Made for your needs: You can customize your will to meet your family’s unique needs. And you can establish an optional trust to give you more control over how your assets are distributed.
Made for your budget: Estate planning documents start at just $150 — with no billable hours or hidden fees.
Made for your schedule: We break up the process into achievable pieces and outline your options in plain English at every step.
Learning about wills and estate planning can be overwhelming, but Policygenius is here to help.
The specific requirements to make a will legally valid are set by state law, so they can vary depending on where you live. At a high level, a will needs to be signed by the testator in the presence of witnesses who can testify that the testator signed the document and was competent to do so. It is generally recommended, and required in some states, that the will be signed in front of a notary so that witnesses do not need to be located many years later to attest that the will is valid.
You can update your will, but once it is signed, any updates will generally require you go through the same formal signing process in front of witnesses and a notary. It’s therefore common if you have updates to simply do a new will that replaces the old one. You may want to update your will if you’ve made an error, left something out, or reached a new life milestone, like having another child. If you use Policygenius to make your will, you can update it for the first year at no additional charge.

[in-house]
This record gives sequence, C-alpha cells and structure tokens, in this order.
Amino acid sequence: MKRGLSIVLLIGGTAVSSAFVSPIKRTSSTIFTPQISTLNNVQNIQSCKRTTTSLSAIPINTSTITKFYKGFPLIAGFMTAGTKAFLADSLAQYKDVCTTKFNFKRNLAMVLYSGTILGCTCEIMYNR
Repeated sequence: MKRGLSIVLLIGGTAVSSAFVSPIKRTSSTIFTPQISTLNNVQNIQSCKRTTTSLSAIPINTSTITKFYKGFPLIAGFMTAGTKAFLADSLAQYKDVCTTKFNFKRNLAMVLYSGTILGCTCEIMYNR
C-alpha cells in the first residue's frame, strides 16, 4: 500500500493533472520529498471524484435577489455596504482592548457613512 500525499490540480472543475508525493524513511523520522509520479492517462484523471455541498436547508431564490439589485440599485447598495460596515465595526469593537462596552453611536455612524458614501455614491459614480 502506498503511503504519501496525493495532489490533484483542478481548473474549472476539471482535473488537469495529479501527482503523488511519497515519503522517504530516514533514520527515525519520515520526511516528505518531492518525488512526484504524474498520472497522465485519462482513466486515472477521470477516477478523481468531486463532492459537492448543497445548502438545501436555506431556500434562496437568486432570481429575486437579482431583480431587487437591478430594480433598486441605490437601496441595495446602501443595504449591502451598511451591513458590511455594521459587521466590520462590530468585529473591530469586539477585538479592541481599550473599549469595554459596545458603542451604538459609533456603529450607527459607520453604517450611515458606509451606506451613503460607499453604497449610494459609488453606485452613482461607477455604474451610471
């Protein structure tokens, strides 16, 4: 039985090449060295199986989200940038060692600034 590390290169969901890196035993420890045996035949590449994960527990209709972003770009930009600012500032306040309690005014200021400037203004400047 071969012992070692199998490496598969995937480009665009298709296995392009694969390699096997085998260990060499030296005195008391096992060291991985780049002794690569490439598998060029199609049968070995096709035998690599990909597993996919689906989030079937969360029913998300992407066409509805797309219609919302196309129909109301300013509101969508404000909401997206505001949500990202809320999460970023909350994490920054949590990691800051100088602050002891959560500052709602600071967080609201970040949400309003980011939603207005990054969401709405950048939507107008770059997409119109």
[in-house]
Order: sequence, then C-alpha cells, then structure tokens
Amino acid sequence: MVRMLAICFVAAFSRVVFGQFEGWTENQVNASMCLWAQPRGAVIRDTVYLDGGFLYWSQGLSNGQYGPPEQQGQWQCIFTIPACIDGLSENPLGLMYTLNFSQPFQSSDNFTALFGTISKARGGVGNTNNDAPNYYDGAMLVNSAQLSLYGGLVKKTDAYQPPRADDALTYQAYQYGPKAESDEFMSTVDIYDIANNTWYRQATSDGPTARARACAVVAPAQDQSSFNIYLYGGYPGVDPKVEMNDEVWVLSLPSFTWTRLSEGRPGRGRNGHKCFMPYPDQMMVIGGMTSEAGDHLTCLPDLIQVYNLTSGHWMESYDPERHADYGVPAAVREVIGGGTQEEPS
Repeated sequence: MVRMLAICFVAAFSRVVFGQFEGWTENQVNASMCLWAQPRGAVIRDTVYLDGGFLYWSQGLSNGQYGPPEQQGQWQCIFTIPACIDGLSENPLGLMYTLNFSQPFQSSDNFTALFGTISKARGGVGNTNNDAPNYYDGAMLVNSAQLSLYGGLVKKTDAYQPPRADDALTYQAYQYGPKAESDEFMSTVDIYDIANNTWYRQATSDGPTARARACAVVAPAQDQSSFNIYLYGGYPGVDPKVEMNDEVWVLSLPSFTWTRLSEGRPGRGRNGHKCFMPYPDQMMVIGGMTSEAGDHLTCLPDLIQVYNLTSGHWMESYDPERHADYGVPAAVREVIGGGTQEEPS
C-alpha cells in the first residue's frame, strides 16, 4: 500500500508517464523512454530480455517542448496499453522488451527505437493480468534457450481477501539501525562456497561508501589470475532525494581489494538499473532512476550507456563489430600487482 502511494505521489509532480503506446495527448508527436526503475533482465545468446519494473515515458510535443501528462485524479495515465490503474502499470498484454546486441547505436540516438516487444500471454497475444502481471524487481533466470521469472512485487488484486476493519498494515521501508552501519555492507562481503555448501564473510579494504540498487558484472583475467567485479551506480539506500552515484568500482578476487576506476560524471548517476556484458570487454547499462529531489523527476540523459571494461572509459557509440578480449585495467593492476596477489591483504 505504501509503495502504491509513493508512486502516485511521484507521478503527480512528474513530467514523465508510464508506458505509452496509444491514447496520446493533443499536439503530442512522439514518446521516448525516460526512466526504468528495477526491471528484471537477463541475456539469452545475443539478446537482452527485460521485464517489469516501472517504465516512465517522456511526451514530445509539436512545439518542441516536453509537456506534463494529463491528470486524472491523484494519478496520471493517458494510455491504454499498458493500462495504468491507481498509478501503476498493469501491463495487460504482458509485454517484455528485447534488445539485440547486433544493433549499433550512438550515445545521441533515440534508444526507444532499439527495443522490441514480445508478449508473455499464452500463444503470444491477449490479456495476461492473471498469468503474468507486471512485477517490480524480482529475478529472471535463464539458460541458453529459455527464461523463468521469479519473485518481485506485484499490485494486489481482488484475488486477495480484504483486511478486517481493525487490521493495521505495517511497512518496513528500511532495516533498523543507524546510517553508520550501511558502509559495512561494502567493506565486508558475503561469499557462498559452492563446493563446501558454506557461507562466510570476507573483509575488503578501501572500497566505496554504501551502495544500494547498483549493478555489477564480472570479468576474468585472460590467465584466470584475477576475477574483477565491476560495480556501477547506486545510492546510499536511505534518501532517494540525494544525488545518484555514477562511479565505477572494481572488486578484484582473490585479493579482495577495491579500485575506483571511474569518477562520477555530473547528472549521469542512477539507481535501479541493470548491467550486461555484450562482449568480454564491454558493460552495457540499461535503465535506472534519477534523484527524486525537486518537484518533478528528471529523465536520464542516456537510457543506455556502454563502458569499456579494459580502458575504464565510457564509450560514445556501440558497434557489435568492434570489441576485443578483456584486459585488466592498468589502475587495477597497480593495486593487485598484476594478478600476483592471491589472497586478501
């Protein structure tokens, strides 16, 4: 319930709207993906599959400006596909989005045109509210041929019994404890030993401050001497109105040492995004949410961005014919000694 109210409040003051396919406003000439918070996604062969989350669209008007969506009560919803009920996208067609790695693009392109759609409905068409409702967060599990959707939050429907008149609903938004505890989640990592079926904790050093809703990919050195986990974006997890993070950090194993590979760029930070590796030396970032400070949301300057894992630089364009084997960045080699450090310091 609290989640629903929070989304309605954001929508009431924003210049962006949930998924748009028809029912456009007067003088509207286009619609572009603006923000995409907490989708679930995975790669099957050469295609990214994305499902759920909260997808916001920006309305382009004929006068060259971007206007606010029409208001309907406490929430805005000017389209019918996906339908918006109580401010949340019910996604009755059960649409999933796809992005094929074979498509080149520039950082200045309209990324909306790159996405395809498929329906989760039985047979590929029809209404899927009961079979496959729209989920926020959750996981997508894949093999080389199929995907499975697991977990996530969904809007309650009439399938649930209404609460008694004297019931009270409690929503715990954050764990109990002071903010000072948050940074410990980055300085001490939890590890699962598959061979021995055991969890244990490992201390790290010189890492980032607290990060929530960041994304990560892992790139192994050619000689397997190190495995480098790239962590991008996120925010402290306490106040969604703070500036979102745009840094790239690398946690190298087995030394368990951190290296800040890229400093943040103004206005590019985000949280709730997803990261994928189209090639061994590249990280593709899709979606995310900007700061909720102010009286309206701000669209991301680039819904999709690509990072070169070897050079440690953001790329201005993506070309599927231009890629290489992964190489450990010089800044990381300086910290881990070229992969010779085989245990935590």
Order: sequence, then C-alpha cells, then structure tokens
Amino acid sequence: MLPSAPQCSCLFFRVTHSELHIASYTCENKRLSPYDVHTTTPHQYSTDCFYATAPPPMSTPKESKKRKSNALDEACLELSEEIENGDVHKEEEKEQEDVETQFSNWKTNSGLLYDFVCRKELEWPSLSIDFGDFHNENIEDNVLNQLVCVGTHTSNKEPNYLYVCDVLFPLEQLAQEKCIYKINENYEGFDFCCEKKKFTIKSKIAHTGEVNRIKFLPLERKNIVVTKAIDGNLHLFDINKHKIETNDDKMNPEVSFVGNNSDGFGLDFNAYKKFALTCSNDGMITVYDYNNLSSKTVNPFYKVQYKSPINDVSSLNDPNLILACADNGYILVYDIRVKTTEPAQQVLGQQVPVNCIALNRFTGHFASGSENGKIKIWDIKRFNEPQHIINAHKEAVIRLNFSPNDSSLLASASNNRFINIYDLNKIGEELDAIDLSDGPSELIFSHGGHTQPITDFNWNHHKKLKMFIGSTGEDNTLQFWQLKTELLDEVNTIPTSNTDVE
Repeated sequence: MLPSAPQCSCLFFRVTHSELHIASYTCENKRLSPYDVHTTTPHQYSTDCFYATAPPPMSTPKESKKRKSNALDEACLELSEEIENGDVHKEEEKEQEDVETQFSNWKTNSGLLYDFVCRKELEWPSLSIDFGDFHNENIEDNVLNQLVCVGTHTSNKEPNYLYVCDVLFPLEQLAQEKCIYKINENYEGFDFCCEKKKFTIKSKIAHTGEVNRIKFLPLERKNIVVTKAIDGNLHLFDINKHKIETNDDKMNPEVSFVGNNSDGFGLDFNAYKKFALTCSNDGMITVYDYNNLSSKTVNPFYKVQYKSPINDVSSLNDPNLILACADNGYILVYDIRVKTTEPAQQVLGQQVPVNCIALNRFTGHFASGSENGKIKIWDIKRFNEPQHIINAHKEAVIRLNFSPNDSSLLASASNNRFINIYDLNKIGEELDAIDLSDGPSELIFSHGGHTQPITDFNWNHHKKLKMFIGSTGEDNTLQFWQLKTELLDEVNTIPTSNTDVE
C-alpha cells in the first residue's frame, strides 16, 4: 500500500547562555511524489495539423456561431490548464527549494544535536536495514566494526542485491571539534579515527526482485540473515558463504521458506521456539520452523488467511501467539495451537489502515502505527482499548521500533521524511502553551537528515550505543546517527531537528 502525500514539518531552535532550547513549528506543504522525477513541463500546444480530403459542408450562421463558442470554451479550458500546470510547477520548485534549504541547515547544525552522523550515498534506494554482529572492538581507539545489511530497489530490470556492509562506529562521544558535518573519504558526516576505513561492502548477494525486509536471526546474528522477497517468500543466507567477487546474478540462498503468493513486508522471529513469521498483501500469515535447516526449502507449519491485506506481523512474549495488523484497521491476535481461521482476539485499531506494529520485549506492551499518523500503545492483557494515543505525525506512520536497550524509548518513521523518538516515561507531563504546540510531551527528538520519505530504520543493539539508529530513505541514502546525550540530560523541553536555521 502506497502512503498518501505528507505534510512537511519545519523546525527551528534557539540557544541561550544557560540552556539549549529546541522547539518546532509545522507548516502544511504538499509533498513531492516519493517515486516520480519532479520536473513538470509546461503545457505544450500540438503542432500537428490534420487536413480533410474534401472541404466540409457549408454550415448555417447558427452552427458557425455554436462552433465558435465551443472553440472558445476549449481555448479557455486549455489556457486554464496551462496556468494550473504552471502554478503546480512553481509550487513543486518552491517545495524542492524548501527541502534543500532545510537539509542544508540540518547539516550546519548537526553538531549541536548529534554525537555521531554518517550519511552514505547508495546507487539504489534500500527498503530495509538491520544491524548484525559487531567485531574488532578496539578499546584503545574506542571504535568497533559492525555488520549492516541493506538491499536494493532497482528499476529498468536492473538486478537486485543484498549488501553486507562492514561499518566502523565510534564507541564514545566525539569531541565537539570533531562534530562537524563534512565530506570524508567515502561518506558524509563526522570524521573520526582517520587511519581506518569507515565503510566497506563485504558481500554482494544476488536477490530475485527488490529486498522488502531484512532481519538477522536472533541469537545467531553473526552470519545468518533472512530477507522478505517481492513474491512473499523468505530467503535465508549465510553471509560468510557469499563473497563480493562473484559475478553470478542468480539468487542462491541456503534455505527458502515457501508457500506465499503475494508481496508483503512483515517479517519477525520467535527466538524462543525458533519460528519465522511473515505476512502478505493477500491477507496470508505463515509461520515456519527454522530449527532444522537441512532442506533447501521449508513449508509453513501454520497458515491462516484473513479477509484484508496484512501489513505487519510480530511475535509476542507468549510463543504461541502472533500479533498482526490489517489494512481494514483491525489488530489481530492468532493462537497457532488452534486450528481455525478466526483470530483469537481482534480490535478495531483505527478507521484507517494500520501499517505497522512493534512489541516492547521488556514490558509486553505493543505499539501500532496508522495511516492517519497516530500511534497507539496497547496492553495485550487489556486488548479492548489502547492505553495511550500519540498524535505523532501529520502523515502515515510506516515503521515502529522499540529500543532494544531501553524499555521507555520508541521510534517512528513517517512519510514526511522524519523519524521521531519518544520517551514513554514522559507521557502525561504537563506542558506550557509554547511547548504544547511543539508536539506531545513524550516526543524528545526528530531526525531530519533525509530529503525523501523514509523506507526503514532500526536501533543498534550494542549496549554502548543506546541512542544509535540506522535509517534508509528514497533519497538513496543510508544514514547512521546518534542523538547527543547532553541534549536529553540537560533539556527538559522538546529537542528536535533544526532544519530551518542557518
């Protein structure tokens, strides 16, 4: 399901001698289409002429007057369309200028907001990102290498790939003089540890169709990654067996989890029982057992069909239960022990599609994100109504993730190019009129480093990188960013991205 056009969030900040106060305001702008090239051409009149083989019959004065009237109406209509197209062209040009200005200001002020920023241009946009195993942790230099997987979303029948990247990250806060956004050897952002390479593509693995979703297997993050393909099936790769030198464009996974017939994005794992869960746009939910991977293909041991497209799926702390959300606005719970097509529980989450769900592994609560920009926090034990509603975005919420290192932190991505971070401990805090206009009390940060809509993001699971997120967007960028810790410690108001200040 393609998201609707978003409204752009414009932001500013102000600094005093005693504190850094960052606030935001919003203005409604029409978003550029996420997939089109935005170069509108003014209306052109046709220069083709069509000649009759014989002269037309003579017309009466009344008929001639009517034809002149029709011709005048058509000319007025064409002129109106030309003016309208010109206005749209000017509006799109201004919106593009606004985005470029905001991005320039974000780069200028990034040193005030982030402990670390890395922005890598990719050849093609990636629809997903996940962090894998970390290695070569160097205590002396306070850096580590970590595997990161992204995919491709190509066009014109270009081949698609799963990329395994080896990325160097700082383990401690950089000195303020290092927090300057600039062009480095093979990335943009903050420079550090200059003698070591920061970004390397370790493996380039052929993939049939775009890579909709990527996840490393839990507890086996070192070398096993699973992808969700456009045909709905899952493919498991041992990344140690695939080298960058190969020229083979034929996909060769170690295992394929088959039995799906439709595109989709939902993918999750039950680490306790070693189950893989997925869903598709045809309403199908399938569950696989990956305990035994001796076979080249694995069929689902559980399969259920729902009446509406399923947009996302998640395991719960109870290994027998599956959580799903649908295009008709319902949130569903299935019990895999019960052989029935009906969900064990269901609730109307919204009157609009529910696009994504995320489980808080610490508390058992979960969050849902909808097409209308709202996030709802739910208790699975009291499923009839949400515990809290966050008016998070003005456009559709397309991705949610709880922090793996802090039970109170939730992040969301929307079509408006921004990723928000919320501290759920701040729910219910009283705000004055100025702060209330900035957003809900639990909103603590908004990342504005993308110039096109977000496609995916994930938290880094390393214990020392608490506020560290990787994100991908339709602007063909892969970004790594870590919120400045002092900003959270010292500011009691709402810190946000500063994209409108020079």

Wills and trusts are two important, but different, pieces of an estate plan and they work hand in hand. A will is instructions to a special court, called a probate court, on how you want your affairs handled. It kicks in only once you die. It’s used to appoint someone to manage your affairs, direct who gets your assets, and name guardians for your children.
A trust is used specifically to handle the management and distribution of your assets. It allows for greater control than a will alone because you can use it to instruct a trustee whom you designate to hold and manage assets and distribute them over time (e.g., when your children are old enough to manage them responsibly) rather than all at once upon your death. It can also be used to avoid probate costs.
Your ability to disinherit someone depends on the nature of your relationship and where you live. In many states there are restrictions on disinheriting a spouse or children. If you want to disinherit someone, you should work closely with a qualified attorney, because wills that disinherit individuals are prone to challenge.
After you’ve taken the necessary steps to ensure the validity of your will, keep the will in a safe place that your loved ones can access. You may also want to give a copy to a person you trust, such as a close family member.
In addition to a will and trust, there are some essential estate planning documents that most people would benefit from having. A power of attorney gives someone you choose the legal ability to make financial or medical decisions on your behalf if you're unable to do so. A living will specifies what medical care you want to receive if you become sick, incapacitated, or otherwise unable to communicate your own wishes.